The seams of coal that were worked were slightly inclined and there were several faults and a dyke of whinstone. Between the seams there was a considerable quantity of shale lay, oily, but not sufficiently rich in oil to warrant working. There was also sandstone, fireclay and some ironstone. The pit was lit by naked lights. The fireman had safety lamps and the miners carried the small tin oil lamps usually employed by Scottish miners.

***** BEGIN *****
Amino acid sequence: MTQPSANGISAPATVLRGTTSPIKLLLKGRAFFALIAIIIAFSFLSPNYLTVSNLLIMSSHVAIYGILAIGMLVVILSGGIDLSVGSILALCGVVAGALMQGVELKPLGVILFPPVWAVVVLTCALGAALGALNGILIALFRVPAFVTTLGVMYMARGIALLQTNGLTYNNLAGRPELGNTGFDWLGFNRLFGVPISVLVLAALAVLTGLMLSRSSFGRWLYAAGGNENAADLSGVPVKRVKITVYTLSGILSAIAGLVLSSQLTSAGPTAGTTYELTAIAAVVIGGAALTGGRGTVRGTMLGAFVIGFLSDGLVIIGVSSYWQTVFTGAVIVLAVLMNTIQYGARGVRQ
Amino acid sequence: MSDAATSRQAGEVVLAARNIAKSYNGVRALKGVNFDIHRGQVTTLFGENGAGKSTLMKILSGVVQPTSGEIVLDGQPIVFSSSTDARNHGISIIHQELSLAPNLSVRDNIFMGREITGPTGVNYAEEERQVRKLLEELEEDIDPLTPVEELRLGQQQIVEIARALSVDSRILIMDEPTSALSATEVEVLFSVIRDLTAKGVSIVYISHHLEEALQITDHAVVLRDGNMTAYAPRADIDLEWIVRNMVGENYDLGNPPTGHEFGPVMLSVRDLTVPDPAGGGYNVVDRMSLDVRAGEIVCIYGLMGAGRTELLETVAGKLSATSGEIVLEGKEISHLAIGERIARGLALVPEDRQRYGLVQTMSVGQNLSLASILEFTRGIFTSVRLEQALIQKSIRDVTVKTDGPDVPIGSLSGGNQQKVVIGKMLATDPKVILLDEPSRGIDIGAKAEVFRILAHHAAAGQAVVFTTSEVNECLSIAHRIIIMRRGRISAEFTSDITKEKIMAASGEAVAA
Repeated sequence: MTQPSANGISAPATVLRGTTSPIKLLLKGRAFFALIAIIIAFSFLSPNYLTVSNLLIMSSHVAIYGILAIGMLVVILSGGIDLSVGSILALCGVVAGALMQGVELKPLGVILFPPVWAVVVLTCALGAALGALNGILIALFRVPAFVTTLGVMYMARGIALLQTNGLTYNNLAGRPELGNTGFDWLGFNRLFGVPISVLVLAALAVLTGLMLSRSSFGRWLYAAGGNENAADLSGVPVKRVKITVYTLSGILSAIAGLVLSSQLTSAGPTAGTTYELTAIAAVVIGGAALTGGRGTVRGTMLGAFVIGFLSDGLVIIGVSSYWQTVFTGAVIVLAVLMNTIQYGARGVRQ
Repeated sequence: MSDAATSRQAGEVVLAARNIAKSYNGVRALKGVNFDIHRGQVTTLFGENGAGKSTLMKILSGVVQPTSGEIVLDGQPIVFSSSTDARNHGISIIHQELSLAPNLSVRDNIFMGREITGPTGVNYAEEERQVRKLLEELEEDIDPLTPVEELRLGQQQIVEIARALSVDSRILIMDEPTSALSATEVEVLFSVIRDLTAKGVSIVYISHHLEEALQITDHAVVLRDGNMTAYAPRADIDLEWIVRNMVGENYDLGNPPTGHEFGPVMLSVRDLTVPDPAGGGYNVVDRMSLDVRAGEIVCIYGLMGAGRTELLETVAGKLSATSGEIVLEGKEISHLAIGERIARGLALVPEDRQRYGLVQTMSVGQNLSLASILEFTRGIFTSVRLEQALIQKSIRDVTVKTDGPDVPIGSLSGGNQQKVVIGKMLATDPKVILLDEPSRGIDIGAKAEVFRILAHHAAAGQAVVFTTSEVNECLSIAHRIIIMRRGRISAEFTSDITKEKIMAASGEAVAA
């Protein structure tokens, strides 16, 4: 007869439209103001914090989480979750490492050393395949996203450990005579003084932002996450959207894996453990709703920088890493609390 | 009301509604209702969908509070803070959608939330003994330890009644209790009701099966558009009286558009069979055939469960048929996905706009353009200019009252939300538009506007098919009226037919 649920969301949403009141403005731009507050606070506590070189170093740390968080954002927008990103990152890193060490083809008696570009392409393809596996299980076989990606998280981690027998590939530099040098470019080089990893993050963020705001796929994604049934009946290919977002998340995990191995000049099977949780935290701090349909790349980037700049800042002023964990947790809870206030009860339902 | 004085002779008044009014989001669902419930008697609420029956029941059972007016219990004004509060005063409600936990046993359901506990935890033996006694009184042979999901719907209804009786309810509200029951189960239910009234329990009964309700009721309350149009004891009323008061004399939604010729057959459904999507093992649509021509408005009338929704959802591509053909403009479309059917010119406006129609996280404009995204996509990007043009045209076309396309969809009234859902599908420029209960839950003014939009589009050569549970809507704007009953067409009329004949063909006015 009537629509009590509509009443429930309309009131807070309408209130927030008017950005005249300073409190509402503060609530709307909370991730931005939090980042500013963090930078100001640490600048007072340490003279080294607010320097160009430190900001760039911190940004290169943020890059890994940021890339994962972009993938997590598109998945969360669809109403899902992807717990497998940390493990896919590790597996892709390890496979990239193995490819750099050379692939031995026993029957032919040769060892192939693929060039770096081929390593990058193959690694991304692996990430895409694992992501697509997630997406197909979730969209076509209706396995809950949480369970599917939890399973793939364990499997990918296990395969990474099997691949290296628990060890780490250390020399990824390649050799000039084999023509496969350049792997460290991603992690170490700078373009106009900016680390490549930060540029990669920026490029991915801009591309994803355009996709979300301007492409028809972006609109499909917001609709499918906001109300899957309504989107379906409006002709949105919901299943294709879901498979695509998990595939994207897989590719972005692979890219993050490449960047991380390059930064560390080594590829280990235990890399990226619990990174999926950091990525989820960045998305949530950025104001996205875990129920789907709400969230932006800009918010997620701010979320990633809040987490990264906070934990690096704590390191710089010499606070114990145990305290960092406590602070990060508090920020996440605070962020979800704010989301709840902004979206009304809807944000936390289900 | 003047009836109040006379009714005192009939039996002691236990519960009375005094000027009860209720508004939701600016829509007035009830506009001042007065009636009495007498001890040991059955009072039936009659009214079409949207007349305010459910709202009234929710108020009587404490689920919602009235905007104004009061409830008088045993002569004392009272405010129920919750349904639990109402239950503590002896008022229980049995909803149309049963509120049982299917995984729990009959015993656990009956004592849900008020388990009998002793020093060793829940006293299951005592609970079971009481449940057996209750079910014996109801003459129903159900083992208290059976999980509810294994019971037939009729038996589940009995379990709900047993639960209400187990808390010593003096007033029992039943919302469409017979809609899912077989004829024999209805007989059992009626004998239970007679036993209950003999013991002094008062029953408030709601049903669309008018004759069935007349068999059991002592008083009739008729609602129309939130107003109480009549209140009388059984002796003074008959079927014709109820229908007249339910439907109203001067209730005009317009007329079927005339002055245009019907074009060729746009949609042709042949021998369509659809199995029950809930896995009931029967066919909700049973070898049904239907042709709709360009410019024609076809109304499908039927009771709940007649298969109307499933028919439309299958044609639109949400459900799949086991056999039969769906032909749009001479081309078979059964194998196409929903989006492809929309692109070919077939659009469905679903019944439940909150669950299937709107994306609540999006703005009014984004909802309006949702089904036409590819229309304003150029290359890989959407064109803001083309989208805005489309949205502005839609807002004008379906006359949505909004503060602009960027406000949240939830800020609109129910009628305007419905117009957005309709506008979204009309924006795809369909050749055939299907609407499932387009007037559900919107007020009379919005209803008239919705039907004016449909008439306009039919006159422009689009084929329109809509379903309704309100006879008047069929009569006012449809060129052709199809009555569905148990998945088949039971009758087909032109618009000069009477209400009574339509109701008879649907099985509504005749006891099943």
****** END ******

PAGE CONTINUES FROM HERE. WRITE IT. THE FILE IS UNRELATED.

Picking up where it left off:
At about 3 p.m. of Sunday, 3rd. August a back shift of 25 men under the charge of fireman Reilly went down the No.15 pit. J. Owens, the undermanager saw them down the pit. They all had naked lights except Reilly and McCann. The latter was going to explore a place at the extreme north of the mine. The men were divided into three groups. One group of eight men went to work in the No.2 machine section, two men, Alexander Brown and Hugh McCann were working at the pumps at the extreme north of the mine and the remaining fifteen went to work a coal cutter and do other work in the No.1 machine section on the eastern side. Charles Reilly, the fireman, was to supervise them all.